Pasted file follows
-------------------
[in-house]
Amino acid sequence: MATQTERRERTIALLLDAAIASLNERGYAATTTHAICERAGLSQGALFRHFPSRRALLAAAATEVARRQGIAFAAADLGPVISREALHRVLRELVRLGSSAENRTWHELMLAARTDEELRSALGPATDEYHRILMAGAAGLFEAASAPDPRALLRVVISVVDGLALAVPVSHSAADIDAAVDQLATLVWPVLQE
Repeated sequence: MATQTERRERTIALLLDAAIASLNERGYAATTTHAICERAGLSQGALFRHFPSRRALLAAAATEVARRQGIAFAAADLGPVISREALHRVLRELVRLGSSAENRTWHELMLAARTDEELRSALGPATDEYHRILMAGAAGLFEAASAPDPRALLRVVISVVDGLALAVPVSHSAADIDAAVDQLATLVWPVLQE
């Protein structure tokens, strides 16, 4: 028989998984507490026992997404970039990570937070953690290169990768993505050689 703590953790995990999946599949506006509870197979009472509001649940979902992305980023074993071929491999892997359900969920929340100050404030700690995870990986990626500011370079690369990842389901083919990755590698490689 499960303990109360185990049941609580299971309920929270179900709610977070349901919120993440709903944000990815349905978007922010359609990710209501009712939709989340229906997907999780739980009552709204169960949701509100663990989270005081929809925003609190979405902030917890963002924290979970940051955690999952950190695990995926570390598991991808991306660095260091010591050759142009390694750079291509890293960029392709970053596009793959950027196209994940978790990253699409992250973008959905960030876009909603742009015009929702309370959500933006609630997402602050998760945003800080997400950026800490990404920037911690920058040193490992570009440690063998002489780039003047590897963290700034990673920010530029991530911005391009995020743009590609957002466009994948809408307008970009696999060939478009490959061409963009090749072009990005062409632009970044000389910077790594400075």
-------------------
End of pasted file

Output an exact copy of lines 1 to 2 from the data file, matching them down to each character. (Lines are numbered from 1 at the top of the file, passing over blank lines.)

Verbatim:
[in-house]
Amino acid sequence: MATQTERRERTIALLLDAAIASLNERGYAATTTHAICERAGLSQGALFRHFPSRRALLAAAATEVARRQGIAFAAADLGPVISREALHRVLRELVRLGSSAENRTWHELMLAARTDEELRSALGPATDEYHRILMAGAAGLFEAASAPDPRALLRVVISVVDGLALAVPVSHSAADIDAAVDQLATLVWPVLQE